Design, Analysis, Monitoring, and Conservation of Ecological Dynamics at Broad Scales

Science Center Objects

There is increasing recognition that the spatial context in which any ecological process or phenomenon occurs has great bearing on the outcome of that process.  Since 1994, we have been working on numerous field investigations and conceptual developments to inform how ecological resources can be managed and conserved across jurisdictional boundaries and broad spatial extents.  Because such spatially extensive areas encompass great landscape and biological diversity, we have used creative approaches to ensure that response measures are relevant across the whole region.  Broad-scale and long-term investigations allow for a richer understanding and better discrimination of overarching patterns and trends from particular exceptions.  Among other research efforts, we use the American pika as a model to understand how dynamics in mountain ecosystems vary across space and time.

Image of a sunset over a lake.

Development of design, sampling, and analytical approaches for broad-scale monitoring

Location(s): Great Northern Landscape Conservation Cooperative's area, Greater Yellowstone Ecoregion, northern Rocky Mountains, numerous areas across the western USA, and conservation areas worldwide; past locations include Alaska and the Great Lakes ecoregion

Objectives: Vary by project, but generally, I and collaborators have sought to create approaches and frameworks that allow early-warning detection of changes to species, communities, and ecosystems, particularly across areas that are extensive enough to prevent high-resolution monitoring and investigation from being feasible and sustainable. We have addressed both design-based and pragmatic considerations, in these efforts.

Collaborators and Funding: U.S. Fish & Wildlife Service, National Park Service, U.S. Geological Survey
Previous funders: American Museum of Natural History, Knudtsen Great Basin Ecological Research Grant 


Thomas Creek in Ruby Mountains.

Distributional change of montane mammals across the hydrographic Great Basin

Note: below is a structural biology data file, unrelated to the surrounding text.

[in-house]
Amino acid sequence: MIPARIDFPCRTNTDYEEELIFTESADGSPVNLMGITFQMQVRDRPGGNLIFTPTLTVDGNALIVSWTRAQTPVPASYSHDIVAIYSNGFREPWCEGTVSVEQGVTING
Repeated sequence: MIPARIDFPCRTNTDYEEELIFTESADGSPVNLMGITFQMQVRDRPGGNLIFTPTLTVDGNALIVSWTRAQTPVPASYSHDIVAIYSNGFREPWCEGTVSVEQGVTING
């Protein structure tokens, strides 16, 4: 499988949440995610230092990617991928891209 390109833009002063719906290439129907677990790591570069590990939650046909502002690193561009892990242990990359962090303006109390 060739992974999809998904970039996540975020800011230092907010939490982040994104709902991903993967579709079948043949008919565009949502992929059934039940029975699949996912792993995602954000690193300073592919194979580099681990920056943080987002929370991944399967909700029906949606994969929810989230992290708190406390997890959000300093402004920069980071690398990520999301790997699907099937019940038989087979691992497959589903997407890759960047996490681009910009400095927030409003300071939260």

Location(s): hydrographic Great Basin, including northern 2/3 of Nevada, southeastern Oregon, southern Idaho, northeastern California, and western Utah (all long-term sites to date are in Nevada, Oregon, and California, but shorter-term efforts have occurred in all these other areas)

Objectives: Answer the following questions:

  • Have there been any distributional changes since historical specimen records?
  • What combination of factors and mechanisms has been responsible for changes (if any)?
  • Have the pace and drivers of losses differed across time and space?
  • level losses best predicted by magnitude of change in climatic attributes, or by relative status of climatic attributes?

Collaborators and Funding: Great Basin Landscape Conservation Cooperative, U.S. Fish & Wildlife Service, U.S. Geological Survey, Mt. Holyoke College, University of Utah, University of Nevada, reno, National Park Service

Previous Funders: Kosciuszko Foundation, American Museum of Natural History, Knudtsen Great Basin Ecological Research Grant, World Wildlife Fund, Great Basin Cooperative Ecosystems Studies Unit 


Hot springs in Yellowstone.

Winter ecology of resident animals in the northern Rocky Mountains

Location(s): the Northern Rocky Mountains, in and around the Greater Yellowstone Ecoregion


  • Better characterize and quantify aspects of microclimate across topographically complex mountain landscapes
  • Better understand the ecology of mountain-dwelling animals that remain in their montane habitats during the harsh winters that have typified this region, and investigate how aspects of ecology may change in the coming years

Collaborators and Funding: YERC, Yellowstone and Grand Teton National Parks.